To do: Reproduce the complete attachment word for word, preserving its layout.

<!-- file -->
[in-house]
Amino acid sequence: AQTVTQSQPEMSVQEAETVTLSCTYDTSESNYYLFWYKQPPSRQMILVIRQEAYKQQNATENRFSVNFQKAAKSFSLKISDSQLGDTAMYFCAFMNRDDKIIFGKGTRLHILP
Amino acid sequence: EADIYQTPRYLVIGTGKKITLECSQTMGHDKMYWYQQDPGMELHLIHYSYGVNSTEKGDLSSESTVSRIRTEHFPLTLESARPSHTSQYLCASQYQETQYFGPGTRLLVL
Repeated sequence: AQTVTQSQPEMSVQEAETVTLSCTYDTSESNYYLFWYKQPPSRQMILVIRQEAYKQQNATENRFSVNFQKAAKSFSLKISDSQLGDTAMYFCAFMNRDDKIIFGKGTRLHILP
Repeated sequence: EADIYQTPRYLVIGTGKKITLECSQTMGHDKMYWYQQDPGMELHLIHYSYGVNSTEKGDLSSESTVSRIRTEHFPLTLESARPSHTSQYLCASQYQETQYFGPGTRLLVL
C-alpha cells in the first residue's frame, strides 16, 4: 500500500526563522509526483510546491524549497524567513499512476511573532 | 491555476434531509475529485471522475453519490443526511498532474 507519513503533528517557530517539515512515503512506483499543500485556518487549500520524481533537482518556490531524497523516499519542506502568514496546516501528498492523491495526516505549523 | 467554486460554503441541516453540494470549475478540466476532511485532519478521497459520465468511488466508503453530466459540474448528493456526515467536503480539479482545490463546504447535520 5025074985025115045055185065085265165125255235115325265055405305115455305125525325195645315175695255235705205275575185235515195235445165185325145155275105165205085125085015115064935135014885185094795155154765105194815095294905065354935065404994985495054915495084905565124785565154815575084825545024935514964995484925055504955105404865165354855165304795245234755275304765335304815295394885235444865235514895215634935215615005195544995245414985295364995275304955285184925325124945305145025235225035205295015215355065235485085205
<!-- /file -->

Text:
[in-house]
Amino acid sequence: AQTVTQSQPEMSVQEAETVTLSCTYDTSESNYYLFWYKQPPSRQMILVIRQEAYKQQNATENRFSVNFQKAAKSFSLKISDSQLGDTAMYFCAFMNRDDKIIFGKGTRLHILP
Amino acid sequence: EADIYQTPRYLVIGTGKKITLECSQTMGHDKMYWYQQDPGMELHLIHYSYGVNSTEKGDLSSESTVSRIRTEHFPLTLESARPSHTSQYLCASQYQETQYFGPGTRLLVL
Repeated sequence: AQTVTQSQPEMSVQEAETVTLSCTYDTSESNYYLFWYKQPPSRQMILVIRQEAYKQQNATENRFSVNFQKAAKSFSLKISDSQLGDTAMYFCAFMNRDDKIIFGKGTRLHILP
Repeated sequence: EADIYQTPRYLVIGTGKKITLECSQTMGHDKMYWYQQDPGMELHLIHYSYGVNSTEKGDLSSESTVSRIRTEHFPLTLESARPSHTSQYLCASQYQETQYFGPGTRLLVL
C-alpha cells in the first residue's frame, strides 16, 4: 500500500526563522509526483510546491524549497524567513499512476511573532 | 491555476434531509475529485471522475453519490443526511498532474 507519513503533528517557530517539515512515503512506483499543500485556518487549500520524481533537482518556490531524497523516499519542506502568514496546516501528498492523491495526516505549523 | 467554486460554503441541516453540494470549475478540466476532511485532519478521497459520465468511488466508503453530466459540474448528493456526515467536503480539479482545490463546504447535520 5025074985025115045055185065085265165125255235115325265055405305115455305125525325195645315175695255235705205275575185235515195235445165185325145155275105165205085125085015115064935135014885185094795155154765105194815095294905065354935065404994985495054915495084905565124785565154815575084825545024935514964995484925055504955105404865165354855165304795245234755275304765335304815295394885235444865235514895215634935215615005195544995245414985295364995275304955285184925325124945305145025235225035205295015215355065235485085205